Originally published on the Facebook page of NUJP on 30 December 2018.
2018 proved to be one of the most challenging for independent Philippine media. Yet it has also been a year of affirmation.
This year, the already tense relations between the media and President Rodrigo Duterte took a decided turn for the worse with the January decision of the Securities and Exchange Commission to revoke the license of online news outfit Rappler, one of the three media companies he had singled out for vicious verbal attacks and threats, for allegedly violating the constitutional prohibition on foreign ownership of mass media as well as the Anti-Dummy Law.
Although the case remains on appeal, Duterte pressed on the attack on Rappler by banning its Malacañang reporter, Pia Ranada, from the Palace and from covering all of his functions. The ban was later extended to include all Rappler correspondents and contributors.
By yearend, Rappler and its CEO, veteran journalist Maria Ressa, were facing multiple tax evasion cases lodged by the Department of Justice and the Bureau of Internal Revenue, charges both local and international media and free expression groups denounced as “politically motivated” and part of efforts to silence the news organization for its critical reportage of a president who cannot abide criticism and dissent.
Recently, Duterte also stepped up his attacks on broadcast network ABS-CBN, repeating his threat to block the renewal of its franchise, which expires in 2020.
The murder of journalists continued without letup, beginning with the April 30 killing of Edmund Sestoso in Dumaguete, Negros Oriental, followed by – just days after then presidential spokesman Harry Roque claimed, on World Press Freedom Day, May 3, that media killings had gone down under Duterte – Carlos Matas of Labangan, Zamboanga del Sur on May 12, Dennis Denora of Panabo, Davao del Norte, and Joey Llana of Daraga, Albay, who died July 20, just days before Duterte’s third state of the nation address.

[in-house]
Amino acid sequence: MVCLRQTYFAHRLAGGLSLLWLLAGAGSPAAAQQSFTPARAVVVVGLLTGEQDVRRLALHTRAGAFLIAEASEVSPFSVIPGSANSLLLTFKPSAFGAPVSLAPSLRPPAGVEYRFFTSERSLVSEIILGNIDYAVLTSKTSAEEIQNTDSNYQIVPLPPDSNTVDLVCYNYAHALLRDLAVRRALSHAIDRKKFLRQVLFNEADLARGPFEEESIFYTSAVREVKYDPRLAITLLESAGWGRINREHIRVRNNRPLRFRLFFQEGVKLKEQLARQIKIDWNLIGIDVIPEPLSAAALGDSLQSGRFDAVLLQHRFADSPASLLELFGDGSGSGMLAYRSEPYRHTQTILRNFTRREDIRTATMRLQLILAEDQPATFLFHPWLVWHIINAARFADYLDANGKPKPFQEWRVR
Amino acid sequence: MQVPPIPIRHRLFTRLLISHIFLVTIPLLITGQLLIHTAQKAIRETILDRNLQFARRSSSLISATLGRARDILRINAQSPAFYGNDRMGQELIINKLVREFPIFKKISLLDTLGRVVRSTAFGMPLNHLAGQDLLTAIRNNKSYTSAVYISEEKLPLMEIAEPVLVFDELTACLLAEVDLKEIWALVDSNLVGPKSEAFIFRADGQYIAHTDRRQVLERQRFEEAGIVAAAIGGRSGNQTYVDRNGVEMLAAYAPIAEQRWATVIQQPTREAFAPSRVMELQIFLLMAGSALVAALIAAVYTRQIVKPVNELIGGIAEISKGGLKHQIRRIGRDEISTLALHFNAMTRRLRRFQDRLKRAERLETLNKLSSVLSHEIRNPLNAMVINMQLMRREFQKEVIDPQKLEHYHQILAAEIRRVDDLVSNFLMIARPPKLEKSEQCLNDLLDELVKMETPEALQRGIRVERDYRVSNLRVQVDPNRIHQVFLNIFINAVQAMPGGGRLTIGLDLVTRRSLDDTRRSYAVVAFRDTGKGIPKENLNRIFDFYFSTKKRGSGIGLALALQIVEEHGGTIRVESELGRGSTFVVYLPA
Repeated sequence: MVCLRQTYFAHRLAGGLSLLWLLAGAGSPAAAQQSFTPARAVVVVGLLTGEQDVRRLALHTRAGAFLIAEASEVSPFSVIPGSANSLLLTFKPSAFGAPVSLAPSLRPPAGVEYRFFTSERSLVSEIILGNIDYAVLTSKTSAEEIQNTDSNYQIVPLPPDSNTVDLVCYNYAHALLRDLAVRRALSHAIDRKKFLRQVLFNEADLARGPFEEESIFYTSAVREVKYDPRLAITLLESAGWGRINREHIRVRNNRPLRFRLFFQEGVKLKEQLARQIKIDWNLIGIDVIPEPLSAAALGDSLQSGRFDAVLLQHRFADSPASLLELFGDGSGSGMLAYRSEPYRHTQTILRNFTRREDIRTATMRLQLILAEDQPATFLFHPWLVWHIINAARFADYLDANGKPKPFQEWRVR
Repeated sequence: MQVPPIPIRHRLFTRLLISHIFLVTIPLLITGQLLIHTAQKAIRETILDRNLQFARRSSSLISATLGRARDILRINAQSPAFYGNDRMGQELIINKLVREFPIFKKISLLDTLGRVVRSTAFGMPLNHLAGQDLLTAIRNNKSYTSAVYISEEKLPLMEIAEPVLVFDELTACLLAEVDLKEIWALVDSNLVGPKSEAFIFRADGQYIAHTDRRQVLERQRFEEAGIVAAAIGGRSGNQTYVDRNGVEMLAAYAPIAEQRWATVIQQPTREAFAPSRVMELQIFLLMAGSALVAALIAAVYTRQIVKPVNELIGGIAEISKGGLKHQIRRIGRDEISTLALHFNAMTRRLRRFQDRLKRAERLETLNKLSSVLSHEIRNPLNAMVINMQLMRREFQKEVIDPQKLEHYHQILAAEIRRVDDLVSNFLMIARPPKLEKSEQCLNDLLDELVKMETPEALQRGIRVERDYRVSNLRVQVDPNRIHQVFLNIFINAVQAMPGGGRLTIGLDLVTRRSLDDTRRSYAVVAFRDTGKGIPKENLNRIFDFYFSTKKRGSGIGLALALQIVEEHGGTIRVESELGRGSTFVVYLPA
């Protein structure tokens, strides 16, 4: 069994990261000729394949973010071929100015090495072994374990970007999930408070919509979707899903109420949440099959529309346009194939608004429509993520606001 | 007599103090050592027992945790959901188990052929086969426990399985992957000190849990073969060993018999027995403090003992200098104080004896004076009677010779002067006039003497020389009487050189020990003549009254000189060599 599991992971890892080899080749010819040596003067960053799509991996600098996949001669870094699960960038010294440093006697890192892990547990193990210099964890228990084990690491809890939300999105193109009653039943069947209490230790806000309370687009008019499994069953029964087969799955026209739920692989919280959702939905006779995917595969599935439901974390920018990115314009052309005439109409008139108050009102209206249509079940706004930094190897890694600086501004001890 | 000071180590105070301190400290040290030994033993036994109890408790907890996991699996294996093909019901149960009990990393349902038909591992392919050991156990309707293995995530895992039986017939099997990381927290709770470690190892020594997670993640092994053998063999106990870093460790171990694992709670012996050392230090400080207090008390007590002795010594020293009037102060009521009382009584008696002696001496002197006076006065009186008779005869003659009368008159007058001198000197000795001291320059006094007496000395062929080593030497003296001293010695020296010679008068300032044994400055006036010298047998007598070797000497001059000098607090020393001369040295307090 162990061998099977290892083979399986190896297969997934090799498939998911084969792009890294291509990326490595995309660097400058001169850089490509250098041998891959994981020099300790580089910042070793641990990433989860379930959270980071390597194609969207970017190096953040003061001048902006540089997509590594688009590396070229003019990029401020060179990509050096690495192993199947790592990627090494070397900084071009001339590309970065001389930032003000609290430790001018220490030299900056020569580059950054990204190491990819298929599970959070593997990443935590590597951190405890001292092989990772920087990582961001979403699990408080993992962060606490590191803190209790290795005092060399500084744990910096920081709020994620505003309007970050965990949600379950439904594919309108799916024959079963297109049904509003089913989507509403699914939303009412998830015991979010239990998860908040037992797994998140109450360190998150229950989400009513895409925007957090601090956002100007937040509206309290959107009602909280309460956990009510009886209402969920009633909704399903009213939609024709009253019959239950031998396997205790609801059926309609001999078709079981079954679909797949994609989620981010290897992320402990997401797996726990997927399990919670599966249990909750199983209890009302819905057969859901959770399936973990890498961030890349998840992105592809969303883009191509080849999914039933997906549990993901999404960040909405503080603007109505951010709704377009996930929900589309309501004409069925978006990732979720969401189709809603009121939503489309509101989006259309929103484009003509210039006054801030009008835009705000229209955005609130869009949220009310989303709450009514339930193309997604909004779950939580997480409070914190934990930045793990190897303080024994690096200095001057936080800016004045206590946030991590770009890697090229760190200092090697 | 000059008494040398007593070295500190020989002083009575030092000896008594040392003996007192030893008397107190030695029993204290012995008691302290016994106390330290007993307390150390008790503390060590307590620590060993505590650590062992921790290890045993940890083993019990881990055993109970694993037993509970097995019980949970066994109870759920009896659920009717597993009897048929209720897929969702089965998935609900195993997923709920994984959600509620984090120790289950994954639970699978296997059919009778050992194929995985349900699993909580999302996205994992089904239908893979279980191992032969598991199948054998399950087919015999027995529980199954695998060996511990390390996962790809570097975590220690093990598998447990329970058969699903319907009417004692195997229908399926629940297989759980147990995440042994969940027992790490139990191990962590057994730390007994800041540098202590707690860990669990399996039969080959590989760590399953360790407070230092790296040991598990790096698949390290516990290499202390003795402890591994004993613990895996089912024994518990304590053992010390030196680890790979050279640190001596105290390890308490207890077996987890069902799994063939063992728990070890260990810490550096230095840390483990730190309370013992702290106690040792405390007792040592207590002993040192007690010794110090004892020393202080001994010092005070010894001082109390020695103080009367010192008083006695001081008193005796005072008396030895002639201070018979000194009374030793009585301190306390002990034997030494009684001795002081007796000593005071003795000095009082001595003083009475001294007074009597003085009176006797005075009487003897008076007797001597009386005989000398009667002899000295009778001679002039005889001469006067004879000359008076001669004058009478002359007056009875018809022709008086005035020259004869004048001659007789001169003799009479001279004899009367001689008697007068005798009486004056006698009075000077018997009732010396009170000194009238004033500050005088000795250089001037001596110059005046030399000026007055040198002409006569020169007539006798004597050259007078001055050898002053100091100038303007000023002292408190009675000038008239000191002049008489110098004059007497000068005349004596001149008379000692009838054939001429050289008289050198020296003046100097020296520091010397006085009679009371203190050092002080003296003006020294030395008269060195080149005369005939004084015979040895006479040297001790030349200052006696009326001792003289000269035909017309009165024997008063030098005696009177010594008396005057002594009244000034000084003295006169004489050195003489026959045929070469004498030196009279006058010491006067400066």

The four brought to 12 the tally of journalists slain under Duterte and to 185 since 1986.
But the open hostility of an admittedly still popular president who considers media’s scrutiny of his governance, or lack of it, as a personal affront has led to a significant spike in threat levels and harassment of media practitioners, especially online where journalists are constantly bashed by trolls, bots and Duterte supporters.
And this administration that practically revels in insulting what it calls “presstitutes,” also employs paid hacks and propagandists who amplify its messages of hate in newspaper columns, the airwaves and social media, often also using these venues to send prompts to launch concerted attacks on critics or attempts to drown the truth in a flood of lies.
In all, media groups have documented at least 99 attacks and threats against the press from July 1, 2016 to October 31 this year. But these numbers are most likely way below the actual count since many incidents, especially of online harassment and threats received, go unreported.
And these are just the external threats Filipino journalists have to deal with.
There are also the insidious and mostly unrecognized internal threats, especially the worsening work and welfare conditions for media workers as contractualization increasingly becomes the norm in many workplaces. This problem has had adverse impacts not only on professionalism and ethics but also on safety and even the quality of journalism.
But Filipino journalists have stood up to the threats and challenges, jealously refusing to relinquish their independence and continuing to deliver information to the people. In fact, akin to colleagues who defied the Marcos dictatorship’s efforts to silence the truth, many journalists have focused on covering this administration’s excesses as a means of record-keeping and assigning accountability.
Media groups continue with efforts to improve journalists’ safety as well as help them seek better welfare and working conditions.
The dedication and resilience of Filipino journalists have earned the respect and recognition of their peers around the world.
Among the notable awards are those accorded photojournalists and Reuters for their tireless documentation of Duterte’s murderous “war on drugs,” the press freedom award for independence given by Reporters Without Borders to former NUJP chair Inday Espina-Varona, and Maria Ressa’s awards and her inclusion in the “Guardians,” TIME Magazine’s Person of the Year for 2018.
These awards are as much a recognition of independent Filipino journalists’ courage and dedication as they are testaments to their recipients’.
But more than awards and international recognition, the real validation of the Filipino journalists’ efforts to uphold the truth can be seen in the growing numbers of our people who are pushing back against a government that has wantonly violated their basic rights and liberties.
This gives us the confidence to predict that next year and, yes, the years to come, a Philippine press that remains independent despite efforts to silence it and a truly informed and, therefore, empowered citizenry will ensure that democracy will not only survive but recover lost ground.